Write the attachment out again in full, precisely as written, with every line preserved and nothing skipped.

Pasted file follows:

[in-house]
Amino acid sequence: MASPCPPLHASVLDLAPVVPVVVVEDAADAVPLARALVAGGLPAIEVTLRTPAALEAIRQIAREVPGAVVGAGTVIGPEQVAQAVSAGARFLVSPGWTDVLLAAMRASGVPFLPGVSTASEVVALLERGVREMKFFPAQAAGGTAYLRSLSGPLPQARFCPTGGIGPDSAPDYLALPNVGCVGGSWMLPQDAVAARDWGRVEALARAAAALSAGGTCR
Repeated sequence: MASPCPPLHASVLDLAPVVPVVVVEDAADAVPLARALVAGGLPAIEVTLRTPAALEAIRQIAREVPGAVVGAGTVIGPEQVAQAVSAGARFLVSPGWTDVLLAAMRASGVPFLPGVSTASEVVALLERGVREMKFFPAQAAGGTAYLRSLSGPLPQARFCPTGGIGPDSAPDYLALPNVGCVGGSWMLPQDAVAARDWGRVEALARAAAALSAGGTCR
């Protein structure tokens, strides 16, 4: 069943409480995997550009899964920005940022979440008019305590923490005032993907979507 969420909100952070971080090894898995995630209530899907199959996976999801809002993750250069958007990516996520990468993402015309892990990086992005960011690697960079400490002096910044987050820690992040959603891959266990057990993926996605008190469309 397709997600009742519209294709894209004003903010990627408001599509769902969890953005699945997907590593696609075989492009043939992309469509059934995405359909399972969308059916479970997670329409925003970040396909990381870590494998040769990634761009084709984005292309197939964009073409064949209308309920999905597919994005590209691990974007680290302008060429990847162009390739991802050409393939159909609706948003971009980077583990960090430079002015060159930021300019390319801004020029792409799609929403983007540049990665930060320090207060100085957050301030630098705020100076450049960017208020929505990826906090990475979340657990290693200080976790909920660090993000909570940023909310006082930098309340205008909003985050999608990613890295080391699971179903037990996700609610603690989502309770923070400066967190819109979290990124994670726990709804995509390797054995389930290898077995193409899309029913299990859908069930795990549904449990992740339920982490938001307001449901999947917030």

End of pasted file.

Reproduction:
[in-house]
Amino acid sequence: MASPCPPLHASVLDLAPVVPVVVVEDAADAVPLARALVAGGLPAIEVTLRTPAALEAIRQIAREVPGAVVGAGTVIGPEQVAQAVSAGARFLVSPGWTDVLLAAMRASGVPFLPGVSTASEVVALLERGVREMKFFPAQAAGGTAYLRSLSGPLPQARFCPTGGIGPDSAPDYLALPNVGCVGGSWMLPQDAVAARDWGRVEALARAAAALSAGGTCR
Repeated sequence: MASPCPPLHASVLDLAPVVPVVVVEDAADAVPLARALVAGGLPAIEVTLRTPAALEAIRQIAREVPGAVVGAGTVIGPEQVAQAVSAGARFLVSPGWTDVLLAAMRASGVPFLPGVSTASEVVALLERGVREMKFFPAQAAGGTAYLRSLSGPLPQARFCPTGGIGPDSAPDYLALPNVGCVGGSWMLPQDAVAARDWGRVEALARAAAALSAGGTCR
């Protein structure tokens, strides 16, 4: 069943409480995997550009899964920005940022979440008019305590923490005032993907979507 969420909100952070971080090894898995995630209530899907199959996976999801809002993750250069958007990516996520990468993402015309892990990086992005960011690697960079400490002096910044987050820690992040959603891959266990057990993926996605008190469309 397709997600009742519209294709894209004003903010990627408001599509769902969890953005699945997907590593696609075989492009043939992309469509059934995405359909399972969308059916479970997670329409925003970040396909990381870590494998040769990634761009084709984005292309197939964009073409064949209308309920999905597919994005590209691990974007680290302008060429990847162009390739991802050409393939159909609706948003971009980077583990960090430079002015060159930021300019390319801004020029792409799609929403983007540049990665930060320090207060100085957050301030630098705020100076450049960017208020929505990826906090990475979340657990290693200080976790909920660090993000909570940023909310006082930098309340205008909003985050999608990613890295080391699971179903037990996700609610603690989502309770923070400066967190819109979290990124994670726990709804995509390797054995389930290898077995193409899309029913299990859908069930795990549904449990992740339920982490938001307001449901999947917030």